Female screenwriters should be “bossy” - why I made a web-series, and you should too
Recently, I have been pretty bossy. I wrote, co-produced and starred in a web-series called Live With It, and after this experience, I want more female screenwriters to create their own content.
Live With It tells the story of a couple who share nothing but a flat and a stubborn nature, and when they break up, neither of them want to move out. As they fight to co-exist, they irritate everyone around them and discover that their living situation may be more complicated than they first imagined. The protagonist is “bossy”; she’s basically a more annoying version of myself.
When I was younger, I was often described as “bossy”. Quite frankly, I believe anyone who uses the word as an insult deserves the treatment I gave to my Barbie dolls – cutting off their hair and scribbling on their faces. As I grew up, I was determined to become less “bossy”, because I was lead to believe that it was an unappealing personality trait. Despite this, I still get called "confident" in that tone that implies it’s a bad thing.
So, when I decided I wanted to write and star in my own web-series, I was worried. How would people perceive me? Was it an egotistical move? Was I being too “bossy”?
Seeing other “bossy” women in this industry is essential to realising that the word “bossy” is a load of sexist nonsense. Before I even thought about bringing a team together, I did a lot of research. I read Tina Fey’s autobiography, Bossypants, which discusses sexism in the writers’ room and how women were viewed liked ‘coffee machines’ – one was enough. From my research, it became obvious that kick-ass women like Tina Fey, Shonda Rhimes and Sally Wainwright don’t spend their time worrying about being “bossy”, as they’ve got too much to do. So, I took a step back and wondered whether a man would feel the way I was feeling. Would a man worry that he wasn’t qualified enough to write a web-series? And, more importantly, would a man worry that people would label him as egotistical or “bossy” for doing it?
It became clear to me. Being “bossy” is fantastic! Why wasn’t I more “bossy”?? Hey, you, read my script, isn’t it fantastic?! And make me a sandwich!
I’m being flippant, of course. Whilst I could see that I needed to put myself out there, gathering a team felt daunting. I had no experience of being the person that says, “hello, this is my project and I would love you to work on it with me”. I was used to being the person who’s asked to help someone else to achieve their vision, and I was terrified that people would take one look at me and my script and say, “you’re not a leader – now make me a sandwich!”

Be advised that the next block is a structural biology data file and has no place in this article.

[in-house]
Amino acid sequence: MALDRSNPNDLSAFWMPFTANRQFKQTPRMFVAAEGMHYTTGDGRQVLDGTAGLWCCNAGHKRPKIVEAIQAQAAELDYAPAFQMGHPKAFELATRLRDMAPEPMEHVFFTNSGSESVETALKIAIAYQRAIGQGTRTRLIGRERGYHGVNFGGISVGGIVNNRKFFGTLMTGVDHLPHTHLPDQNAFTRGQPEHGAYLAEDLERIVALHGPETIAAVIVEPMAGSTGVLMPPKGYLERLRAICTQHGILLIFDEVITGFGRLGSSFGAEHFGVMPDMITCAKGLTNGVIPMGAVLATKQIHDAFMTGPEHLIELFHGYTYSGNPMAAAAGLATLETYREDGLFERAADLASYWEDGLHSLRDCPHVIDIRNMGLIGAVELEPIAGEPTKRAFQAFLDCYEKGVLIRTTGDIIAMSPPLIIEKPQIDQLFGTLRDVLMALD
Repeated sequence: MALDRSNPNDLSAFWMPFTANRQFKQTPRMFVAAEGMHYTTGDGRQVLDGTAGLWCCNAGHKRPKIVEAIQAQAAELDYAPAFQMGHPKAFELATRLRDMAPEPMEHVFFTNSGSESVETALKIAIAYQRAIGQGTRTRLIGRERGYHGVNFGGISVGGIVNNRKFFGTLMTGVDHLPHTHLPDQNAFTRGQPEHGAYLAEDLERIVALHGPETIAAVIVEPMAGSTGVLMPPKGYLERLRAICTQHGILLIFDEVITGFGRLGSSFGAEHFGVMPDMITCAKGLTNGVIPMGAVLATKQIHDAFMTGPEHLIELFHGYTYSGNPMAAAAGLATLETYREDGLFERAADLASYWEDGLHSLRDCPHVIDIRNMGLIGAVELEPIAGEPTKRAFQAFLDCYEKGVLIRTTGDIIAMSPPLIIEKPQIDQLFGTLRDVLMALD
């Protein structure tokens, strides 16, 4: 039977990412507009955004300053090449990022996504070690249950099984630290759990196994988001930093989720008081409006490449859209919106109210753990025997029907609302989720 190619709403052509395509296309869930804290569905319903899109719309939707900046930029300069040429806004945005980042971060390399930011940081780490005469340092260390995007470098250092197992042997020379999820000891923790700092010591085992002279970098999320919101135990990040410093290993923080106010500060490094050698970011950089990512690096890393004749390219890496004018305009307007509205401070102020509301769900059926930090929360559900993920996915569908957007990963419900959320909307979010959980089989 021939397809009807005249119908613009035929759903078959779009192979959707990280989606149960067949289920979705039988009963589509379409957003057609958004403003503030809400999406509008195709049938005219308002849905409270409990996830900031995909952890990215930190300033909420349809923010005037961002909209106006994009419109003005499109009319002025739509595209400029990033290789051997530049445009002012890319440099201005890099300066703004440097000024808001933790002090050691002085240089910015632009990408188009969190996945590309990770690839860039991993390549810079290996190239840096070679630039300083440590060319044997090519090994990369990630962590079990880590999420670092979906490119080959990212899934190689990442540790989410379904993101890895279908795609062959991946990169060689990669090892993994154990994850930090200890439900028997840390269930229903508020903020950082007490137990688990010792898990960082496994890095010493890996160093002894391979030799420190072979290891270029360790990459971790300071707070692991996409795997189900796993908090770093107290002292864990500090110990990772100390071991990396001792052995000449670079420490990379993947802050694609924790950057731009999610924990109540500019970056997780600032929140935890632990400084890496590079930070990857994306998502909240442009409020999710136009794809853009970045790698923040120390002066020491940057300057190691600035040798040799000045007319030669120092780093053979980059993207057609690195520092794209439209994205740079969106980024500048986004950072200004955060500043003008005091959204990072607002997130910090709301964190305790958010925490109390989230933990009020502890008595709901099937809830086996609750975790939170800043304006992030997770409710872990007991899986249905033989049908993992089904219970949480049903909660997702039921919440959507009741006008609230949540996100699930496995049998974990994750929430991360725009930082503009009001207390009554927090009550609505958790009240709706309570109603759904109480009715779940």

The first person I opened up to about seriously wanting to make Live With It was the editor, Paula, who is also my close friend. We went to see a comedy at the cinema, and afterwards I went into Serious Mode, discussing the pros and cons of making a web-series and expressing
my fears and anxieties about the whole thing. I distinctly remember her interrupting me, mid- woe, with something profound like this:
“Briony, we’ve just seen a terrible comedy that got made. You can write something ten times better than that. Just do it. Get a phone, shoot in your flat, use your friends, whatever. Just make it”.
It was the inspiration I needed. “Bossy” female filmmakers are the best people you’ll ever meet.
Live With It is exactly what I wanted to create. It’s fun, silly, sometimes disgusting, sometimes moving, and I wouldn’t have it any other way. I surrounded myself with a wonderful, creative and diverse team of filmmakers who listened to each other and had something extraordinary to offer. I’ve still got a lot more to learn, but I’m insanely proud of the series and the people who brought it to life. Together, we made something, and it feels amazing.
However, I’ve realised that screenwriters can often be overlooked – viewed as no more than tools or accessories to the bigger picture. While it’s fairly common for another filmmaker to ask me to help them write or give structure to their idea, it’s much less common for them to ask me about my own ideas. Of course, I’m only at the beginning of my career and don’t expect to be flooded with offers, but this is what makes screenwriters lack the confidence to initiate their own projects. If you add being female to the mix, plucking up the courage to be “bossy” enough to create our own content can feel intimidating.
So, next time you speak to a female screenwriter and ask them to help you with a script, take a minute to ask them about their own ideas. Encourage them to make their own content, offer them a hand and reassure them it’s more than OK to be “bossy”. Trust me, we will return the favour.
And to fellow female screenwriters? BE BOSSY. Be proud to work alongside other kick-ass female filmmakers, and create what you want to see on-screen.
You can now watch Live With It
Main Article Photo by Debby Hudson.